This is very similar to the mechanism of (preventing) PTSD: you can be the drunkest parent imaginable, and the kid will make it as long as your terribleness is a known quantity, your immensely violent behavior predictable, and the kid has some control over the consequences, e.g. if he does X he'll get his hand put in a microwave, but if he doesn't do X he won't. As long as the kid can make sense of the story of his life, if he understands its narrative structure-- even if it is made up (Life Is Beautiful)-- he can make it.
Remember the judge who beat his teen daughter? What made the beating worse is that
it made no sense. The amount of beating had no relationship to her behavior, it was entirely dependent on how he was feeling that day, not what she did. As a judge he had sentencing guidelines for different crimes; as a father he freelanced, and terribly. That's what made it particularly damaging. This is the phrase that accompanies all abusive relationships: "I never know what kind of mood he'll be in." The beatings come from rage, which makes them sound like hate. Xiao beat his kids more than the judge did, but you don't get the feeling that Xiao hates his kids.
Wolf Dad is Chinese, actual Chinese, and his main audience is other Chinese. Well, sort of.
The fact that he attributes, publicly, his children's success to his method suggests that he is not behaving like a Chinese Dad, but a Westernized Dad. Real Chinese dads may tell you that they beat their kids, but they do not go around bragging about their childrens' successes, let alone as a consequence of their awesome parenting. Hence, this is for a very specific Chinese audience, i.e. ones interested in taking credit for their kids' successes, i.e. westernized. Xiao may not let his kids watch TV and Youtube, but I will bet every cent I have his readers do.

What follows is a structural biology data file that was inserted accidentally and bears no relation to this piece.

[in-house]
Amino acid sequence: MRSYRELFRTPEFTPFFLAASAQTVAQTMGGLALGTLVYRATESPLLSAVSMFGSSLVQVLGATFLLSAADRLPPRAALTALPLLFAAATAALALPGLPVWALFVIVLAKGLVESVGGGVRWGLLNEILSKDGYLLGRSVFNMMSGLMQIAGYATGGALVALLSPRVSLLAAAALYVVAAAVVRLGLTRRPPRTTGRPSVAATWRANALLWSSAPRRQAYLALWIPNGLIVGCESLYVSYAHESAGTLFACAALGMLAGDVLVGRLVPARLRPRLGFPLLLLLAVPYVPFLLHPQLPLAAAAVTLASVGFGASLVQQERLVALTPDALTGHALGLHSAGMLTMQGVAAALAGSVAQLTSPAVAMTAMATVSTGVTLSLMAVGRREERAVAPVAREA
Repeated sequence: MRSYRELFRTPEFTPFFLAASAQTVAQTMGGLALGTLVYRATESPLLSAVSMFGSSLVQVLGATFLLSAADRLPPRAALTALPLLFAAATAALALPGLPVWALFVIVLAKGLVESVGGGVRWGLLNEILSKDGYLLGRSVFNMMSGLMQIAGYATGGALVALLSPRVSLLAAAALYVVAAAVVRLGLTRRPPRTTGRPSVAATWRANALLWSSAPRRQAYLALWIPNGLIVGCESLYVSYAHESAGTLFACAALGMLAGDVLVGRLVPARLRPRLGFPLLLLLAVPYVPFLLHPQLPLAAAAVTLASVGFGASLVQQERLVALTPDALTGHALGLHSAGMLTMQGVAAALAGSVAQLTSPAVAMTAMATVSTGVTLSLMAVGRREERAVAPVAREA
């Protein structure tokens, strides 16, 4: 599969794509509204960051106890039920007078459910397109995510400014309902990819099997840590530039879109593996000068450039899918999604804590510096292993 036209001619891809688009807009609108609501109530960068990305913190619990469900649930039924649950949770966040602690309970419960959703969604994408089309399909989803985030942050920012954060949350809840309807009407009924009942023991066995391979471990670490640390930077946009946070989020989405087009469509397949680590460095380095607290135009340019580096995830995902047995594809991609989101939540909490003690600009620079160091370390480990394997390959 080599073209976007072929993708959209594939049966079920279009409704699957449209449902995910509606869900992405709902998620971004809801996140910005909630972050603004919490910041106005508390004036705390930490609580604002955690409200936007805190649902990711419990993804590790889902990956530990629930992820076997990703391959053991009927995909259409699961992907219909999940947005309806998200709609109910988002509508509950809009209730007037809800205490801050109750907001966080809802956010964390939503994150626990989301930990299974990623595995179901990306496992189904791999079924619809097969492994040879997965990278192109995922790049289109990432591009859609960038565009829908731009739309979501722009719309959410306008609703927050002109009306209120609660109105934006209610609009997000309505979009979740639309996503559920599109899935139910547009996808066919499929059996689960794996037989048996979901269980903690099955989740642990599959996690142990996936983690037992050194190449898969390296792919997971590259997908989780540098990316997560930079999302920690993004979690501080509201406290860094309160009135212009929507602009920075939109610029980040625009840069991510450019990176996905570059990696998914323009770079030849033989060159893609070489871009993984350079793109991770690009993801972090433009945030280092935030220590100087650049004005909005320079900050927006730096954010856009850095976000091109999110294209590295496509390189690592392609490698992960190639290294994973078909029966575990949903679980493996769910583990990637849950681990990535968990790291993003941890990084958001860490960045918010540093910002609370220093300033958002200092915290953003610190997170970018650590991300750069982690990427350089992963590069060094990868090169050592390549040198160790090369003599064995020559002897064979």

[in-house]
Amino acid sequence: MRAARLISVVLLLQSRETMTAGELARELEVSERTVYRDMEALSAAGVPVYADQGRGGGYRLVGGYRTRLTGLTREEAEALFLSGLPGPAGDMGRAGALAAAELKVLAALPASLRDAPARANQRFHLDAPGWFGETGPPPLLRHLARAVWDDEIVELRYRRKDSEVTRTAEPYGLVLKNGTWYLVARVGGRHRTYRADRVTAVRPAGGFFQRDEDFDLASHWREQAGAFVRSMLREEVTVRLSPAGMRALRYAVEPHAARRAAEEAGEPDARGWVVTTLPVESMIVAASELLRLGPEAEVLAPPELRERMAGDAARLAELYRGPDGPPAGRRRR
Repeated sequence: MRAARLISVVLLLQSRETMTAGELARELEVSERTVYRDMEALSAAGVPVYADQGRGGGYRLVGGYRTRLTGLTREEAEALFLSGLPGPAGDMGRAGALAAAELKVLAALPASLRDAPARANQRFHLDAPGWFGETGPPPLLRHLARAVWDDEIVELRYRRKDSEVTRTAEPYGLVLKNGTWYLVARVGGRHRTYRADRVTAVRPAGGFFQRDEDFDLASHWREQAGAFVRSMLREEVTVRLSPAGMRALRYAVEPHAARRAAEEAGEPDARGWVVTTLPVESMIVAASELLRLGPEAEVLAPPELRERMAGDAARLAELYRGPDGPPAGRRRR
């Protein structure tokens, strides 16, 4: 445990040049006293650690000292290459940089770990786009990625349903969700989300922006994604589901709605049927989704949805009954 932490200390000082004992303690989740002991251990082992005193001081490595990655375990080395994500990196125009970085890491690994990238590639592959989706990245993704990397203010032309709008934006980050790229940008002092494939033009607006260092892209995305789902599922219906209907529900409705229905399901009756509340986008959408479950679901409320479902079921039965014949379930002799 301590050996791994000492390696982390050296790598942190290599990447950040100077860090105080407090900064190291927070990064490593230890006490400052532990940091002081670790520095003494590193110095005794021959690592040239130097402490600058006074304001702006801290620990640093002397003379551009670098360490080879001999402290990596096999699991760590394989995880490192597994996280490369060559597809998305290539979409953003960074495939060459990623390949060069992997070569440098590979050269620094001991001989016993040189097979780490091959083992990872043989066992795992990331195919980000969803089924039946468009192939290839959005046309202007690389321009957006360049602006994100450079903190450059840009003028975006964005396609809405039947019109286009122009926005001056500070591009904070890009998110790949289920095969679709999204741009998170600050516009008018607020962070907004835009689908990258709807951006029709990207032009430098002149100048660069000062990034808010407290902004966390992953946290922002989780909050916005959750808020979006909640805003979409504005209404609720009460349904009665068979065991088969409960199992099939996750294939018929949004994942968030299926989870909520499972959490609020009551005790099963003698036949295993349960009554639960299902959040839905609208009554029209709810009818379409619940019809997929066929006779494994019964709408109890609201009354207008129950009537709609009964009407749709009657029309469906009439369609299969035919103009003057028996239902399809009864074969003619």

Xiao's oldest child, 22-year-old Xiao Yao, has his doubts about his father's methods. "Though Dad likes using traditional educational methods, he may not fully understand the exact forms and he chose his own way...
Not just apply the traditional methods-- understand the methods. Even though he is full-on Chinese, these aren't his methods, he is pretending at them, adopting them. In America, kids of immigrant parents get caught in this fatal loop, too. They partially speak their parents' language, have a fair grasp of the traditions but spent most of their American lives trying to be American. But when they grow up and have their own kids, they try to make their kids more like their parents-- they put them in language classes, they try to saturate them in their heritage, but it's fake and it doesn't stick. How can you expect to make your kid more Chinese than you are? We're back to the fundamental error: why, if the parent got through life without much of the old ways, do they think their kids desperately need what they didn't? And the answer surfaces: it's not for the kids, it's for them. You can make up for the fact you know little of your heritage by having your kid do all the work of adopting it.